Child labour in Turkey exposes growing social inequality
18 August 2010
Nearly 20 percent of the population of Turkey lives below the poverty line. According to a 2009 report by the Turkish Statistical Institute (TurkStat), out of an estimated population of 77.8 million, approximately 15 million are struggling to obtain the basic necessities of life on a daily basis.
The most glaring indicator in Turkey of economic inequality and social stratification is the high rate of child labour. TurkStat calculates that at least 6 percent of children between the ages of 6 and 17 are working. More than 15 percent of children in this age group do not attend school, which points to how, as a consequence of the global economic crisis, child labour is rapidly increasing and depriving children of their basic rights.
In its 2009 report “Give Girls a Chance: Tackling Child Labour”, the International Labour Organisation rated Turkey as the third worst out of 16 countries, following Mali and Senegal, in terms of weekly work hours for children. Child labourers work on average 51 hours per week, and more than half of children 6 to 17 years old work to support their families’ household income, many in order to help save them from starvation.
The majority of working children belong to the Kurdish and Roma communities, two of the most marginalized groups in Turkey. One major cause of the increased numbers of child workers was the forced migration of millions of Kurds in 1993-1998, when many families were forced out of the eastern parts of the country into the larger cities in the west, many settling in shantytowns. Many families still live under extreme conditions of poverty, leaving them with no other choice but to make their children work.
Child labourers in Turkey work in agriculture, manufacturing, trade, service and other sectors of the economy. These young workers are easily exploited by the profit-seeking industries, because they work for minimal wages and do not ask for benefits. Many work under hazardous and life-threatening conditions, which has resulted in numerous fatalities and physical injuries. Other children work on the streets to earn money by selling bottles of water, chewing gum, napkins and other household products.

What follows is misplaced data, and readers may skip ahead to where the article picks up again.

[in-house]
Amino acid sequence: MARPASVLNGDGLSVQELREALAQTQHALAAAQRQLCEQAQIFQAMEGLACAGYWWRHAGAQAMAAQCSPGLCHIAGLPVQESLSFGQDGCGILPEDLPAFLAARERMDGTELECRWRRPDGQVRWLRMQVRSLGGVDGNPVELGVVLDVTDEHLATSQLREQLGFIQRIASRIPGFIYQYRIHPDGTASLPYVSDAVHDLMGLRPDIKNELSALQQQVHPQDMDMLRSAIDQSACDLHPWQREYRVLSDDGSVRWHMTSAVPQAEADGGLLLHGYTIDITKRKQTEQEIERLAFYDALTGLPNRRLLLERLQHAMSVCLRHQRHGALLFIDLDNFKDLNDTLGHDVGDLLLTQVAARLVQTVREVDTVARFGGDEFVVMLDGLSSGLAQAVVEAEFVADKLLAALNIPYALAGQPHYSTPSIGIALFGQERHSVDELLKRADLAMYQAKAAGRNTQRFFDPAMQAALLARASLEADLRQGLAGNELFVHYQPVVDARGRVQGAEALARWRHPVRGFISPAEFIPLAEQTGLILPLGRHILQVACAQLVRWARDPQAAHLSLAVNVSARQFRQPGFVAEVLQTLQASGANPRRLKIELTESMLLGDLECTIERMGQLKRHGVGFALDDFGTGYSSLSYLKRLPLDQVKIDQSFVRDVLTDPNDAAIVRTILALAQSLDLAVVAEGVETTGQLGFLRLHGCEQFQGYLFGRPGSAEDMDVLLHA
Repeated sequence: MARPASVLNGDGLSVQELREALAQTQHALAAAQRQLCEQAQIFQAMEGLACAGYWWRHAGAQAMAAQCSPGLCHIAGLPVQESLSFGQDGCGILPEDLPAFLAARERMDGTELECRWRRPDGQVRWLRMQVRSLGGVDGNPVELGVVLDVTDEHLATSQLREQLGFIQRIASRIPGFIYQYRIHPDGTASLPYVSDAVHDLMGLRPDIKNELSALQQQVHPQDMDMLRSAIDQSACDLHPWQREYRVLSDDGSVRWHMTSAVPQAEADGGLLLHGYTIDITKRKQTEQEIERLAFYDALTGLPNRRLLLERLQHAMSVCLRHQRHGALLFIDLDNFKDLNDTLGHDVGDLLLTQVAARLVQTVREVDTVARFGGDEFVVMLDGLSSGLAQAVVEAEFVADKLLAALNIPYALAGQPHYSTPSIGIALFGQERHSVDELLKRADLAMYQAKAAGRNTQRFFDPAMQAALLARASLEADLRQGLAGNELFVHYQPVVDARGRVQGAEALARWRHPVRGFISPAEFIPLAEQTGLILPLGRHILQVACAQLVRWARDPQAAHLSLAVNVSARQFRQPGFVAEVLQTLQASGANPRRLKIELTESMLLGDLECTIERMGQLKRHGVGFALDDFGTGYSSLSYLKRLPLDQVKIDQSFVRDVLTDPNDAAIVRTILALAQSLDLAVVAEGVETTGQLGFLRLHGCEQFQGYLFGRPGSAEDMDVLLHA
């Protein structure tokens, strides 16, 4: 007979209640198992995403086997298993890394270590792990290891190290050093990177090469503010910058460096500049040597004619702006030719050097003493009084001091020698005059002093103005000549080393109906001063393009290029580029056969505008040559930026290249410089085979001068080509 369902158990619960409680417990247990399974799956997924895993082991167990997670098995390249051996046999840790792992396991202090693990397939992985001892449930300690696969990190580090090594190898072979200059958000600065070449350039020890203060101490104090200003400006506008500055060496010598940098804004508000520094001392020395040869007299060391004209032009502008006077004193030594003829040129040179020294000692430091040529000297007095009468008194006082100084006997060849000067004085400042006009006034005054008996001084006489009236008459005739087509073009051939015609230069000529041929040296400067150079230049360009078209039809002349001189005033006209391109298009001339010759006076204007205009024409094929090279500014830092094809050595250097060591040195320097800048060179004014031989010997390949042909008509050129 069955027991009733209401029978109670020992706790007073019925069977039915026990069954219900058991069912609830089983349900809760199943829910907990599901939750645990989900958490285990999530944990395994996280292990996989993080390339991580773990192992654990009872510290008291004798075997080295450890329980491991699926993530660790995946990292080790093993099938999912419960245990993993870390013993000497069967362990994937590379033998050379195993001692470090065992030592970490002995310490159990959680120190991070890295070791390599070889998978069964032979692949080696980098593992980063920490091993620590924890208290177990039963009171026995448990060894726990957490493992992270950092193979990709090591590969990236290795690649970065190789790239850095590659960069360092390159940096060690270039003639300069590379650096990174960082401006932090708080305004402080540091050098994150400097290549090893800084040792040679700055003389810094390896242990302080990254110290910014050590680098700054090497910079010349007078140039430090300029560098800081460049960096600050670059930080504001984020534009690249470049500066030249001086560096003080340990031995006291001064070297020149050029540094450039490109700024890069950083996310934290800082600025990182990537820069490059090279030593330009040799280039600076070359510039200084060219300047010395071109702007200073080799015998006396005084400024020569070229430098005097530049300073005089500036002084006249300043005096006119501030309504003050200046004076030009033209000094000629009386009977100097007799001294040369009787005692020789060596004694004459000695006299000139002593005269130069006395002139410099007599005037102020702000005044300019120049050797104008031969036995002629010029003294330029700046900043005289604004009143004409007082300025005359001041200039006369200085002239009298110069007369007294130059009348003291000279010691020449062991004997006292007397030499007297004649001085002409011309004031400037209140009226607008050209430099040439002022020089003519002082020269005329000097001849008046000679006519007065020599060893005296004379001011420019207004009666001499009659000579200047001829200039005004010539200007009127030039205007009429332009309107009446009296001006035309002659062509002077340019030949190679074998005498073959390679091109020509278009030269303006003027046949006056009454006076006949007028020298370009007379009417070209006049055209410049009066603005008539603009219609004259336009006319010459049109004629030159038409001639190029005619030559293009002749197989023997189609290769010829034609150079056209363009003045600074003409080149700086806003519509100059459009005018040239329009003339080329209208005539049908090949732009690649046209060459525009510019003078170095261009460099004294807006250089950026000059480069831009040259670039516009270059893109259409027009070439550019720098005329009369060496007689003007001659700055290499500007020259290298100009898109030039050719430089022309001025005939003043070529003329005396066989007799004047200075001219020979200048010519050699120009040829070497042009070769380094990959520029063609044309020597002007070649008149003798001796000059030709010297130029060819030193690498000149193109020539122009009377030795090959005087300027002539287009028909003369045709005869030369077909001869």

Hassan Aytac, now 52 and self-employed, used to work at a pipe factory in Istanbul at the age of 15. When asked about the working conditions for youth, he explained to the WSWS, “We were only seen as a resource, and no one looked after our safety and well being. One day at work, a bunch of pipes fell on top of me and injured my back and waist. I’ve had problems with by back ever since”.
Under the government of Prime Minister Recep Tayyip Erdogan and the AKP (Justice and Development Party) there is no welfare system to protect children’s rights. Instead, the government promotes short-term “solutions”, such as handing out free coal and food to the poor. These policies serve only to perpetuate social inequality, hence child labour.
According to the Turkish ministry of finance, Turkey’s gross national income was estimated $700 billion in 2009. Of this, $157.7 billion is controlled by the Turkish government, with $127.6 billion coming from tax payments. The majority of the nation’s wealth circulates in the private sector. These figures show that the privatisation of the market, encouraged by the government, has led to a vastly unequal distribution of Turkey’s wealth.
Among other reasons, the European Union has cited Turkey’s failure to protect the rights of children, including child labourers, as a reason for denying Turkey membership in the EU. One of the criteria for granting membership is a requirement that Turkey liberalise and integrate its economy according to EU standards. However, the privatisation of the national economy has, in fact, led to an increased gap between the rich and the poor. The contradiction and hypocrisy in the EU’s requirement is evident since the capitalist profit system is the prime cause of poverty and child labour in Turkey.